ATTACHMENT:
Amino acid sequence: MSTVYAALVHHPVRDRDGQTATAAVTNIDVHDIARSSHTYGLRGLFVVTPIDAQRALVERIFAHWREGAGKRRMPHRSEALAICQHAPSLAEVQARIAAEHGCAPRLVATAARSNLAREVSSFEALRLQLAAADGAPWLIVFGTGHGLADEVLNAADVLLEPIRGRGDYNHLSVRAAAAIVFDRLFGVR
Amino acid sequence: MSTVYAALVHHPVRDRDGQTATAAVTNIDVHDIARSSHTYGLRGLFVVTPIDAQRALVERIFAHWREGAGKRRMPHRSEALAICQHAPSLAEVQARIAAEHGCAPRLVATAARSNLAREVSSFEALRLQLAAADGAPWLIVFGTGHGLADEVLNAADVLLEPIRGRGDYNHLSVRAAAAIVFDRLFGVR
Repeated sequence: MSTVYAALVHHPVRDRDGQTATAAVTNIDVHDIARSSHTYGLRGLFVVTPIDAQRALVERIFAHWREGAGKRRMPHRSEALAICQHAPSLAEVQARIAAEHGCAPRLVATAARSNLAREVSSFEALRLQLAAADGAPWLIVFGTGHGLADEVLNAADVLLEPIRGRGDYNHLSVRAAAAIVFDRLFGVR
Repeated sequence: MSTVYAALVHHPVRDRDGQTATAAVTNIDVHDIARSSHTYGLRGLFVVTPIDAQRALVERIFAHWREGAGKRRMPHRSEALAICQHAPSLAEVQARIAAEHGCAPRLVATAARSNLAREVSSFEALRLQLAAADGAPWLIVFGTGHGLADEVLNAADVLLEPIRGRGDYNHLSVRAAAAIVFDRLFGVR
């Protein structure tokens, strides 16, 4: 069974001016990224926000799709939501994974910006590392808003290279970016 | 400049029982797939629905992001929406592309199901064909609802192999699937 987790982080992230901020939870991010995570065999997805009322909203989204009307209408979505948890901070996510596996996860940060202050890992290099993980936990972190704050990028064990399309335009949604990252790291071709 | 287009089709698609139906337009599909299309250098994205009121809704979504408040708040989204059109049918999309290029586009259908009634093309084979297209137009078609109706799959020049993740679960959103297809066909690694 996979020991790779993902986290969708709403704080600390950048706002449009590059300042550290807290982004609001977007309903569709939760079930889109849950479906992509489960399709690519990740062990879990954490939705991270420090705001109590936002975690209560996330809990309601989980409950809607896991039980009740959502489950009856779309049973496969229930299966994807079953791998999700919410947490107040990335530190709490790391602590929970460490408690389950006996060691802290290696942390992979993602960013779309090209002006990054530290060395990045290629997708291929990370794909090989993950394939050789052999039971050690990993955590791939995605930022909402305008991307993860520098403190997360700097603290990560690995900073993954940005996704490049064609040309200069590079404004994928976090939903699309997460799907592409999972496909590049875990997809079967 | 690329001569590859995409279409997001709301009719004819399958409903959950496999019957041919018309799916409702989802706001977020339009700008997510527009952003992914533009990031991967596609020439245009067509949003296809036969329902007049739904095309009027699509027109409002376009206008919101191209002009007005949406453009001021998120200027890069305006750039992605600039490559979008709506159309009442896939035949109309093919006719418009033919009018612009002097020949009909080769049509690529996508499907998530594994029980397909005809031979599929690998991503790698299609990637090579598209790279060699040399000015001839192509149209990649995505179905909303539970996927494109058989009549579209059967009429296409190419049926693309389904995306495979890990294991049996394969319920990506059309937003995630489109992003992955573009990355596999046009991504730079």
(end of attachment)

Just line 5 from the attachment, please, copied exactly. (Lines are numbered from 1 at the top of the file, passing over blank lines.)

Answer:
């Protein structure tokens, strides 16, 4: 069974001016990224926000799709939501994974910006590392808003290279970016 | 400049029982797939629905992001929406592309199901064909609802192999699937 987790982080992230901020939870991010995570065999997805009322909203989204009307209408979505948890901070996510596996996860940060202050890992290099993980936990972190704050990028064990399309335009949604990252790291071709 | 287009089709698609139906337009599909299309250098994205009121809704979504408040708040989204059109049918999309290029586009259908009634093309084979297209137009078609109706799959020049993740679960959103297809066909690694 996979020991790779993902986290969708709403704080600390950048706002449009590059300042550290807290982004609001977007309903569709939760079930889109849950479906992509489960399709690519990740062990879990954490939705991270420090705001109590936002975690209560996330809990309601989980409950809607896991039980009740959502489950009856779309049973496969229930299966994807079953791998999700919410947490107040990335530190709490790391602590929970460490408690389950006996060691802290290696942390992979993602960013779309090209002006990054530290060395990045290629997708291929990370794909090989993950394939050789052999039971050690990993955590791939995605930022909402305008991307993860520098403190997360700097603290990560690995900073993954940005996704490049064609040309200069590079404004994928976090939903699309997460799907592409999972496909590049875990997809079967 | 690329001569590859995409279409997001709301009719004819399958409903959950496999019957041919018309799916409702989802706001977020339009700008997510527009952003992914533009990031991967596609020439245009067509949003296809036969329902007049739904095309009027699509027109409002376009206008919101191209002009007005949406453009001021998120200027890069305006750039992605600039490559979008709506159309009442896939035949109309093919006719418009033919009018612009002097020949009909080769049509690529996508499907998530594994029980397909005809031979599929690998991503790698299609990637090579598209790279060699040399000015001839192509149209990649995505179905909303539970996927494109058989009549579209059967009429296409190419049926693309389904995306495979890990294991049996394969319920990506059309937003995630489109992003992955573009990355596999046009991504730079």